Harman Exploring Bid for Governor


The late-hour jockeying for a spot in California’s upcoming governor’s race continued Wednesday with Rep. Jane Harman, a wealthy and moderate Los Angeles Democrat, indicating through her aides that she is exploring a bid.

Harman, who is said to have a considerable fortune of her own that she could spend in a statewide race, was one of the key Democrats urging U.S. Sen. Dianne Feinstein to enter the race.

When Feinstein declined last week, Harman suggested that the remaining field of two Democratic candidates--Lt. Gov. Gray Davis and former Northwest Airlines chief Al Checchi--needs a woman.


Harman’s late entry--with less than a week left until the filing deadline--and her lack of familiarity to state voters would pose formidable challenges to her candidacy, political analysts said.

But her supporters also said she has been encouraged to run by several leading Democrats who are unimpressed with Checchi and Davis. Other political insiders also described her as one of the few state politicians who might be able to finance a major last-minute campaign.

“There is no question she would be financially viable,” one consultant said.

Washington’s Roll Call magazine recently estimated her assets at about $15 million. But another California political observer estimated her wealth--largely from her husband’s major audio equipment manufacturing company--in the hundreds of millions of dollars.

“A number of people approached her after Feinstein’s withdrawal, and she is in the process of considering the race,” said Mike Monasmith, Harman’s spokesman in her Washington office.

Monasmith declined to elaborate and Harman was unavailable for comment. But Democratic political watchers said the congresswoman has been calling supporters and strategists to discuss the feasibility of mounting a campaign.

Roy Behr, a former advisor in Harman’s congressional races, said she has talked to him for unofficial and friendly advice about the chances of her success in the governor’s race.


“She would bring some real assets to the race,” he said. “She would be the only woman candidate in the race. . . . And she is a very successful fund-raiser.”

Money is always a major issue for candidates attempting to win statewide office in a place as large as California. But this time it has been an even larger prerequisite because Checchi has indicated that he will spend up to $50 million of his estimated $550-million fortune on the contest.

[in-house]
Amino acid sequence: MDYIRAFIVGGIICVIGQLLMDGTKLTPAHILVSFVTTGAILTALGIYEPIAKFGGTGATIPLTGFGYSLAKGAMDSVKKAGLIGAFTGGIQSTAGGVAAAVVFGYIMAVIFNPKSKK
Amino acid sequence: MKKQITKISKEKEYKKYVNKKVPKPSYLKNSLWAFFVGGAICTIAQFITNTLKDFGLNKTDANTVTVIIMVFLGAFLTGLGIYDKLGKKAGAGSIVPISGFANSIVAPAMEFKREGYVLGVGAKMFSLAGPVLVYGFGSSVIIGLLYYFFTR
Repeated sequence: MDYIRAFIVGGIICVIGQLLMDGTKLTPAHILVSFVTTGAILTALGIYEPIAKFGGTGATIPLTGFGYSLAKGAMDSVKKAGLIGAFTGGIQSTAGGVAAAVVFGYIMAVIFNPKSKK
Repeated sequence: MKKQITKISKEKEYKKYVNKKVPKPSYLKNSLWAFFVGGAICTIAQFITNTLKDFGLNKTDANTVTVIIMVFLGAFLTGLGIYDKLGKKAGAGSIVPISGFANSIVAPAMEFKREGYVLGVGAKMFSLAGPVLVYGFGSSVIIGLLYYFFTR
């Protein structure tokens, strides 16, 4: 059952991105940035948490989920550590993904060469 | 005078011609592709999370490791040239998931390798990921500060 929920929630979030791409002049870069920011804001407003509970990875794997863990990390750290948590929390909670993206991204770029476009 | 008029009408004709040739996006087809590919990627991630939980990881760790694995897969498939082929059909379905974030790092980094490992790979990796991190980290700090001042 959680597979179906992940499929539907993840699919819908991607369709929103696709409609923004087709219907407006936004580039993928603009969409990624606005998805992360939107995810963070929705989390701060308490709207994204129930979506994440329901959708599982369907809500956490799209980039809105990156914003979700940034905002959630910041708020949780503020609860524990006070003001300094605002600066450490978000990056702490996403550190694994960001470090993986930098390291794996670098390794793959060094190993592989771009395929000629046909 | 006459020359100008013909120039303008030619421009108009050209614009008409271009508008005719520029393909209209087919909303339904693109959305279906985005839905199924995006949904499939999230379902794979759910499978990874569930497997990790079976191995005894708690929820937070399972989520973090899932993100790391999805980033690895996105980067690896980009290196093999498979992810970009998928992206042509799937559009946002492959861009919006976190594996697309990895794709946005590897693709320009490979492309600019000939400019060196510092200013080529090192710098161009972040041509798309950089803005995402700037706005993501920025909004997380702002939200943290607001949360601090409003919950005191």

Few political observers were able to speculate how much Harman might be able or willing to spend on a contest. But they said her own resources, combined with past demonstration of fund-raising ability, could make her a viable challenger to Checchi and Davis, the only one of the three who has already won statewide office.

Harman, 52, a former legislative director to U.S. Sen. John Tunney in 1972 and 1973, first won election to the House in 1992. Her South Bay district stretches from Venice to San Pedro.

The race for one of California’s most competitive House seats cost $2.3 million, much of which Harman contributed herself.

She narrowly won her next two elections after outspending the same Republican opponent--Susan Brooks--more than 2 to 1 both times. Harman did not use her own money for her 1994 and 1996 reelections. Both times she won with just 48% of the vote.


The prospect of her entry into the governor’s race could pose a headache for California Democrats who would be forced to find another candidate who could hold on to such a competitive congressional seat. Party Chairman Art Torres said Wednesday, however, that “there are enough candidates out there who could fill it.”

In the House, Harman has a reputation as a moderate Democrat. She has been a strong defender of the California defense industry and last fall her name was circulated as a possible candidate for secretary of the Army.

Harman is an attorney who served in 1979 as a special counsel to the U.S. Defense Department.

Harman also has voted with congressional liberals to oppose the welfare reform bill in 1995 and the North American Free Trade Agreement.

Her late-hour candidacy was just the latest evidence of a turbulent political atmosphere in California as the Feb. 4 deadline for entering the gubernatorial race approaches.

This week, Los Angeles Mayor Richard Riordan downplayed but did not rule out his own interest in challenging the only major Republican candidate to enter the contest so far--Atty. Gen. Dan Lungren.


Bob Mulholland, political director for the state Democratic Party, said the late-forming contest is a reflection of several factors. In recent weeks, major court decisions have thrown out a voter-approved plan to limit campaign contributions to state candidates and cleared the way for an open primary that lets voters select any contender from any party.

Finally, Checchi campaign manager Darry Sragow speculated that Feinstein’s interest prevented many Democrats--such as Harman and former White House Chief of Staff Leon Panetta--from making plans because they did not want to challenge such a major contender.

“During the entire stretch that Dianne was publicly contemplating a run for governor, the race seemed to be frozen,” Sragow said.